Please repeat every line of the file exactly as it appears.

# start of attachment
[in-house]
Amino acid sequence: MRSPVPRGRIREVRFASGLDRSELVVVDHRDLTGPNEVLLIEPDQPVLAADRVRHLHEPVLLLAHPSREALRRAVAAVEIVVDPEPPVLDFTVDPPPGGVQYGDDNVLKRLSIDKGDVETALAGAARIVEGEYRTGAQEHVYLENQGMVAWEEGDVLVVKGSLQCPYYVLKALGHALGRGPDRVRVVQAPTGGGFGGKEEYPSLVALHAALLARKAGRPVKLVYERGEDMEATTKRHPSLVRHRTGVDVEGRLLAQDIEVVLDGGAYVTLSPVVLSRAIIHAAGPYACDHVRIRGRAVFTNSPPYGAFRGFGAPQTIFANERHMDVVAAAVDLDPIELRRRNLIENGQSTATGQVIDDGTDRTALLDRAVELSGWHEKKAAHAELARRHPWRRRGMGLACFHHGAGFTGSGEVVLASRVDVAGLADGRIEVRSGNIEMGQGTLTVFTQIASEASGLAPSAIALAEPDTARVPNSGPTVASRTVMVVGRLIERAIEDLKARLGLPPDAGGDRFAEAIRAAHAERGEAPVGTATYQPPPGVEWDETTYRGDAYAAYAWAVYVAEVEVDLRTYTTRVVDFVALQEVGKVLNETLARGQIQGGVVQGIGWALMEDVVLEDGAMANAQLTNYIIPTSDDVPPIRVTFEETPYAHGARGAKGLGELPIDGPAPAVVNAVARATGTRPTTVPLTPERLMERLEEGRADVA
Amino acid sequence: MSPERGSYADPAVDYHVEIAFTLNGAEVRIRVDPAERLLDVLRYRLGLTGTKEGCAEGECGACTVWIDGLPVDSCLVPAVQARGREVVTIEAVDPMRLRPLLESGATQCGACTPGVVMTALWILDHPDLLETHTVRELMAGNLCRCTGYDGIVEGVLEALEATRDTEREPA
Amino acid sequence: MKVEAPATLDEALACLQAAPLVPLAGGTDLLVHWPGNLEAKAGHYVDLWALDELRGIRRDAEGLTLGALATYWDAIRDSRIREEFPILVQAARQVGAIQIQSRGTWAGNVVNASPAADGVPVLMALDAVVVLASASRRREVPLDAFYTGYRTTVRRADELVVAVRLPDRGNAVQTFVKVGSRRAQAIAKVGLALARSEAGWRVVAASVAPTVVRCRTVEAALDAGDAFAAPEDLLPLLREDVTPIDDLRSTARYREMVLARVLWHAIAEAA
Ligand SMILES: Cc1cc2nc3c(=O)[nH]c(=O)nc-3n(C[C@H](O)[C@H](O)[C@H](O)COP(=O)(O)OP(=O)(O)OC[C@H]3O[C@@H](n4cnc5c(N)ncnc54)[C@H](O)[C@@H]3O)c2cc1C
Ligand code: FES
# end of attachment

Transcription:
[in-house]
Amino acid sequence: MRSPVPRGRIREVRFASGLDRSELVVVDHRDLTGPNEVLLIEPDQPVLAADRVRHLHEPVLLLAHPSREALRRAVAAVEIVVDPEPPVLDFTVDPPPGGVQYGDDNVLKRLSIDKGDVETALAGAARIVEGEYRTGAQEHVYLENQGMVAWEEGDVLVVKGSLQCPYYVLKALGHALGRGPDRVRVVQAPTGGGFGGKEEYPSLVALHAALLARKAGRPVKLVYERGEDMEATTKRHPSLVRHRTGVDVEGRLLAQDIEVVLDGGAYVTLSPVVLSRAIIHAAGPYACDHVRIRGRAVFTNSPPYGAFRGFGAPQTIFANERHMDVVAAAVDLDPIELRRRNLIENGQSTATGQVIDDGTDRTALLDRAVELSGWHEKKAAHAELARRHPWRRRGMGLACFHHGAGFTGSGEVVLASRVDVAGLADGRIEVRSGNIEMGQGTLTVFTQIASEASGLAPSAIALAEPDTARVPNSGPTVASRTVMVVGRLIERAIEDLKARLGLPPDAGGDRFAEAIRAAHAERGEAPVGTATYQPPPGVEWDETTYRGDAYAAYAWAVYVAEVEVDLRTYTTRVVDFVALQEVGKVLNETLARGQIQGGVVQGIGWALMEDVVLEDGAMANAQLTNYIIPTSDDVPPIRVTFEETPYAHGARGAKGLGELPIDGPAPAVVNAVARATGTRPTTVPLTPERLMERLEEGRADVA
Amino acid sequence: MSPERGSYADPAVDYHVEIAFTLNGAEVRIRVDPAERLLDVLRYRLGLTGTKEGCAEGECGACTVWIDGLPVDSCLVPAVQARGREVVTIEAVDPMRLRPLLESGATQCGACTPGVVMTALWILDHPDLLETHTVRELMAGNLCRCTGYDGIVEGVLEALEATRDTEREPA
Amino acid sequence: MKVEAPATLDEALACLQAAPLVPLAGGTDLLVHWPGNLEAKAGHYVDLWALDELRGIRRDAEGLTLGALATYWDAIRDSRIREEFPILVQAARQVGAIQIQSRGTWAGNVVNASPAADGVPVLMALDAVVVLASASRRREVPLDAFYTGYRTTVRRADELVVAVRLPDRGNAVQTFVKVGSRRAQAIAKVGLALARSEAGWRVVAASVAPTVVRCRTVEAALDAGDAFAAPEDLLPLLREDVTPIDDLRSTARYREMVLARVLWHAIAEAA
Ligand SMILES: Cc1cc2nc3c(=O)[nH]c(=O)nc-3n(C[C@H](O)[C@H](O)[C@H](O)COP(=O)(O)OP(=O)(O)OC[C@H]3O[C@@H](n4cnc5c(N)ncnc54)[C@H](O)[C@@H]3O)c2cc1C
Ligand code: FES